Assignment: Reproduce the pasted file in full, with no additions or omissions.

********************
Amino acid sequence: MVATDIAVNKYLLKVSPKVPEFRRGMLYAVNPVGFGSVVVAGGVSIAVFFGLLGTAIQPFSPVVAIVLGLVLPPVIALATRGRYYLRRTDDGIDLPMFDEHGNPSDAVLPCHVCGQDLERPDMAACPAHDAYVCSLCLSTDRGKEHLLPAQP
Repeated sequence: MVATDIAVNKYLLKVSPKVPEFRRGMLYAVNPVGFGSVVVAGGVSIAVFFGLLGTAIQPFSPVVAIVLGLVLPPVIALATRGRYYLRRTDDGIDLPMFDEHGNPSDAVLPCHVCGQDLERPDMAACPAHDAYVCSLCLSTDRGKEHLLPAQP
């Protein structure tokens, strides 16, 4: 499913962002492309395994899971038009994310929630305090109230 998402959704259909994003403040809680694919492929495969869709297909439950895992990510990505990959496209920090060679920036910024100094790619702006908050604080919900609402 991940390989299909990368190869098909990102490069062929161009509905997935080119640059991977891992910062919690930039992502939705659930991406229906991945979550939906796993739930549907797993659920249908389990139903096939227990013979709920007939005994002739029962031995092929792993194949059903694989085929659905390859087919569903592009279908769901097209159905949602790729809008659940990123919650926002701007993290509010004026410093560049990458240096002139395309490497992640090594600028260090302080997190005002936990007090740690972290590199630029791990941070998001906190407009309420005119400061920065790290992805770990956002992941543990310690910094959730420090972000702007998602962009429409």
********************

Amino acid sequence: MVATDIAVNKYLLKVSPKVPEFRRGMLYAVNPVGFGSVVVAGGVSIAVFFGLLGTAIQPFSPVVAIVLGLVLPPVIALATRGRYYLRRTDDGIDLPMFDEHGNPSDAVLPCHVCGQDLERPDMAACPAHDAYVCSLCLSTDRGKEHLLPAQP
Repeated sequence: MVATDIAVNKYLLKVSPKVPEFRRGMLYAVNPVGFGSVVVAGGVSIAVFFGLLGTAIQPFSPVVAIVLGLVLPPVIALATRGRYYLRRTDDGIDLPMFDEHGNPSDAVLPCHVCGQDLERPDMAACPAHDAYVCSLCLSTDRGKEHLLPAQP
């Protein structure tokens, strides 16, 4: 499913962002492309395994899971038009994310929630305090109230 998402959704259909994003403040809680694919492929495969869709297909439950895992990510990505990959496209920090060679920036910024100094790619702006908050604080919900609402 991940390989299909990368190869098909990102490069062929161009509905997935080119640059991977891992910062919690930039992502939705659930991406229906991945979550939906796993739930549907797993659920249908389990139903096939227990013979709920007939005994002739029962031995092929792993194949059903694989085929659905390859087919569903592009279908769901097209159905949602790729809008659940990123919650926002701007993290509010004026410093560049990458240096002139395309490497992640090594600028260090302080997190005002936990007090740690972290590199630029791990941070998001906190407009309420005119400061920065790290992805770990956002992941543990310690910094959730420090972000702007998602962009429409």